Last year, my colleague Catrional Wells wrote an article for our sister publication flights.co.uk entitled Too big for his seat, about an overweight co-passenger she met on a flight back from Italy. It generated a fair amount of comment at the time but I now see that the topic has been re-opened in the guise of ambulances and hospital facilities for over-weight patients and injured car drivers.
British people are getting bigger! we will soon be up there with our American cousins as a nation of the obese. Too many burgers, too little exercise and perhaps, too much sitting in front of TV and computer screens.
As the headline ran, “Re-sizing Britain” with the need for bigger hospital beds, larger ambulances and stretchers, and the knock-on consequences of stronger bed lifts and re-enforced examination tables.
If you are not directly affected, it is easy to see the funny side of much of this. But, there are some pretty serious implications. Hospitals are now regularly dealing with people weighing 30-stone. Some of these are clinically obese and some are relatively fit and well but “big boned” as we used to say.
The serious concern is that if you have an accident on the road and need medical help, you may simply not fit the profile for care. Ambulance crews may not be able to move you. OK, some of this is due to Health and Safety considerations but even with a willing crew, a 30-stone unconscious patient stuck inside a car has to be a challenge.
Very sadly, there were reports last year of a 30-stone gentleman who died of a heart attack leaving his wife with the problem of finding an undertaker and a crematorium that could accept his body. It would seem that there are also limits on coffin sizes and the authorized capacity of crematoria.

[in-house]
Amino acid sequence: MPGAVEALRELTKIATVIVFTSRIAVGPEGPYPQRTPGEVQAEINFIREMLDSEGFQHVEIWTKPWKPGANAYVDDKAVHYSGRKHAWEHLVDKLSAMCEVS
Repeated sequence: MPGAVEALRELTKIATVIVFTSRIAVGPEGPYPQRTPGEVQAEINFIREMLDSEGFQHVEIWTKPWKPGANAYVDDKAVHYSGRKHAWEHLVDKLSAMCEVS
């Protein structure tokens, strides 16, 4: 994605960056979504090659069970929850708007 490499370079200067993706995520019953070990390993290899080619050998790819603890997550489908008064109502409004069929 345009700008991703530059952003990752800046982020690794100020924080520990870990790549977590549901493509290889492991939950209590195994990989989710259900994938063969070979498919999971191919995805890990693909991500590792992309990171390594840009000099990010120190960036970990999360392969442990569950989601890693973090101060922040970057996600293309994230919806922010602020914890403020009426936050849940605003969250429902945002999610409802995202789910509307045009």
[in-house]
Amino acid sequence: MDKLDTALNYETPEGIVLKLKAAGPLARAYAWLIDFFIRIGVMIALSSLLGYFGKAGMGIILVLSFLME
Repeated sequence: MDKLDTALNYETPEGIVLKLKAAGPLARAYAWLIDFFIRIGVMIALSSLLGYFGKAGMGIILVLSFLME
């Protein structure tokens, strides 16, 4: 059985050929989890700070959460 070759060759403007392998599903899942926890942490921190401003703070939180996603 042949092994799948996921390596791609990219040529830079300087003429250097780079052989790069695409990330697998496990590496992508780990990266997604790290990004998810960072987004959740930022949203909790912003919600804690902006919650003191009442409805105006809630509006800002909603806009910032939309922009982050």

Perhaps, we have to expect the motor insuarnce companies to pick up on this and add exclusions or price hypes for overweight drivers.
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Mrs Jenkins, Nottingham
4 February 2011, 05:08PM
My husband is a doctor and he has always said that thin people were at risk because they were less protected by body fat so had an increased risk of bone fractures.
Jim Manley, Wolverhampton
4 February 2011, 10:27PM
I used to work as a driver for Stagecoach and they took this issue seriously. At our depot, we were encouraged to go to the gym and keep fit and were given discounted membership.
8 February 2011, 09:00PM
Seriously? Higher insurance for larger people? What is there going to be, an online dropdown box for your weight and the lighter you are the less you pay. How honest are we really going to be, not to mention the fluctuation that can take place over a year. At what point are the insurers going to decide you are overweight? Are they going to need your BMI? I agree to an extent with the clinically overweight and obese, but more often than not such individuals are already at the point where they cannot drive let alone squeeze into the car!
10 February 2011, 10:28AM
I think this has to be a job for the manufactures to get their cars right for big people. Sometimes big people can only afford small cars and that means that they are at risk.
11 February 2011, 10:29AM
I can see the point but there is a danger that the insurance companies will pick up on this as another revenue source.
11 February 2011, 03:32PM
Are you really trying to say that ambulances and hospitals would not take someone just because they are too big? Surely, in an accident, it is their job to do that. Why should we pay more on insurance?
17 February 2011, 04:31PM
We need to take this issue seriously. People are getting bigger, and there will be problems in the future with insurance, it will not take long for them to cotton on to the fact that this could be an extra source of revenue. People need to act on their weight issues
4 April 2011, 11:41AM
God this is insane. There have always been overweight people so I do not understand why all of a sudden fat people are being penalised!
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